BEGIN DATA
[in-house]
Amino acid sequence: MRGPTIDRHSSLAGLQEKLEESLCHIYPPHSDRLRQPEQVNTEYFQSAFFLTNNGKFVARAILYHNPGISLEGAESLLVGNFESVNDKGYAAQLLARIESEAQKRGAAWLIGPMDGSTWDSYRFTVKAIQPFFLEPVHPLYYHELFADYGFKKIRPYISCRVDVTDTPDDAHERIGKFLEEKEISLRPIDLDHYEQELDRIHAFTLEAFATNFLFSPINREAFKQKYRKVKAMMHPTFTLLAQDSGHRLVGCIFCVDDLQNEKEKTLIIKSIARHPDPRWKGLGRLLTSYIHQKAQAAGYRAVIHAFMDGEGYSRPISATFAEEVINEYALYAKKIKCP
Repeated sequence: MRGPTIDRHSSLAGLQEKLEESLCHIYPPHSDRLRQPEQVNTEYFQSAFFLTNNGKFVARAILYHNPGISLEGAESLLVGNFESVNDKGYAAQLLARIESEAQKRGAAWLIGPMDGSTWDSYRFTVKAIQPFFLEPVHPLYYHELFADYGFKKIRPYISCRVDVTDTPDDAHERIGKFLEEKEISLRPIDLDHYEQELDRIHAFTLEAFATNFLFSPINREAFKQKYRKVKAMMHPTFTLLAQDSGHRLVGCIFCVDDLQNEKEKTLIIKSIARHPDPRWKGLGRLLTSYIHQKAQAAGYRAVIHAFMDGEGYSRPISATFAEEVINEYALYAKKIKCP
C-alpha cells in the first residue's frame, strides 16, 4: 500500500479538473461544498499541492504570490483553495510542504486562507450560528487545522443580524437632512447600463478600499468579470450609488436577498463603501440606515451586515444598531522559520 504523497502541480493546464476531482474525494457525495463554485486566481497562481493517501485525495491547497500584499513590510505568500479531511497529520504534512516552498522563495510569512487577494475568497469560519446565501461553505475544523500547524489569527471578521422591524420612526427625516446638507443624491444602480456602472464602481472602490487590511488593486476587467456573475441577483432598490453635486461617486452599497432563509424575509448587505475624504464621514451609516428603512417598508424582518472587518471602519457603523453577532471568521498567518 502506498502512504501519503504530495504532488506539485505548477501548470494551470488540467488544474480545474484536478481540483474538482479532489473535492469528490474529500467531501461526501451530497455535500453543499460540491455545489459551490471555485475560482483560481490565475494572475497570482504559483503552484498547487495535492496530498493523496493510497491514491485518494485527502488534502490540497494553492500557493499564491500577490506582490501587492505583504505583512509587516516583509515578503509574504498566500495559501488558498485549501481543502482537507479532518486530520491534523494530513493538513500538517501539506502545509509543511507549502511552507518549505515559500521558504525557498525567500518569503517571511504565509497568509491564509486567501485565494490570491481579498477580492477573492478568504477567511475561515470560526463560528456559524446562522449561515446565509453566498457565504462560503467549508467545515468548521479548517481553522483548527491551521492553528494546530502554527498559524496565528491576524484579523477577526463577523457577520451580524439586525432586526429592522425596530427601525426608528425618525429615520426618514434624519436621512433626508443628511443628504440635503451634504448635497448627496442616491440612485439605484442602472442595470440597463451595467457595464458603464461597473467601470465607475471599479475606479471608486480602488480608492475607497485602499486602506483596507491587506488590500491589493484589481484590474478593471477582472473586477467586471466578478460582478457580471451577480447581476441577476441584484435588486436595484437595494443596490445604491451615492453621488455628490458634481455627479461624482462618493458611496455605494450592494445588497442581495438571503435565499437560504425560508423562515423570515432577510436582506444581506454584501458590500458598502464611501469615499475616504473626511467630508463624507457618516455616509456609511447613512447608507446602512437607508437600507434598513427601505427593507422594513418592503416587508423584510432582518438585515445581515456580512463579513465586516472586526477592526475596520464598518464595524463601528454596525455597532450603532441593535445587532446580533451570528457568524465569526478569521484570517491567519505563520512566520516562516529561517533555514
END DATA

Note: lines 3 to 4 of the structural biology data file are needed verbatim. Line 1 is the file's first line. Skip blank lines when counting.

Repeated sequence: MRGPTIDRHSSLAGLQEKLEESLCHIYPPHSDRLRQPEQVNTEYFQSAFFLTNNGKFVARAILYHNPGISLEGAESLLVGNFESVNDKGYAAQLLARIESEAQKRGAAWLIGPMDGSTWDSYRFTVKAIQPFFLEPVHPLYYHELFADYGFKKIRPYISCRVDVTDTPDDAHERIGKFLEEKEISLRPIDLDHYEQELDRIHAFTLEAFATNFLFSPINREAFKQKYRKVKAMMHPTFTLLAQDSGHRLVGCIFCVDDLQNEKEKTLIIKSIARHPDPRWKGLGRLLTSYIHQKAQAAGYRAVIHAFMDGEGYSRPISATFAEEVINEYALYAKKIKCP
C-alpha cells in the first residue's frame, strides 16, 4: 500500500479538473461544498499541492504570490483553495510542504486562507450560528487545522443580524437632512447600463478600499468579470450609488436577498463603501440606515451586515444598531522559520 504523497502541480493546464476531482474525494457525495463554485486566481497562481493517501485525495491547497500584499513590510505568500479531511497529520504534512516552498522563495510569512487577494475568497469560519446565501461553505475544523500547524489569527471578521422591524420612526427625516446638507443624491444602480456602472464602481472602490487590511488593486476587467456573475441577483432598490453635486461617486452599497432563509424575509448587505475624504464621514451609516428603512417598508424582518472587518471602519457603523453577532471568521498567518 502506498502512504501519503504530495504532488506539485505548477501548470494551470488540467488544474480545474484536478481540483474538482479532489473535492469528490474529500467531501461526501451530497455535500453543499460540491455545489459551490471555485475560482483560481490565475494572475497570482504559483503552484498547487495535492496530498493523496493510497491514491485518494485527502488534502490540497494553492500557493499564491500577490506582490501587492505583504505583512509587516516583509515578503509574504498566500495559501488558498485549501481543502482537507479532518486530520491534523494530513493538513500538517501539506502545509509543511507549502511552507518549505515559500521558504525557498525567500518569503517571511504565509497568509491564509486567501485565494490570491481579498477580492477573492478568504477567511475561515470560526463560528456559524446562522449561515446565509453566498457565504462560503467549508467545515468548521479548517481553522483548527491551521492553528494546530502554527498559524496565528491576524484579523477577526463577523457577520451580524439586525432586526429592522425596530427601525426608528425618525429615520426618514434624519436621512433626508443628511443628504440635503451634504448635497448627496442616491440612485439605484442602472442595470440597463451595467457595464458603464461597473467601470465607475471599479475606479471608486480602488480608492475607497485602499486602506483596507491587506488590500491589493484589481484590474478593471477582472473586477467586471466578478460582478457580471451577480447581476441577476441584484435588486436595484437595494443596490445604491451615492453621488455628490458634481455627479461624482462618493458611496455605494450592494445588497442581495438571503435565499437560504425560508423562515423570515432577510436582506444581506454584501458590500458598502464611501469615499475616504473626511467630508463624507457618516455616509456609511447613512447608507446602512437607508437600507434598513427601505427593507422594513418592503416587508423584510432582518438585515445581515456580512463579513465586516472586526477592526475596520464598518464595524463601528454596525455597532450603532441593535445587532446580533451570528457568524465569526478569521484570517491567519505563520512566520516562516529561517533555514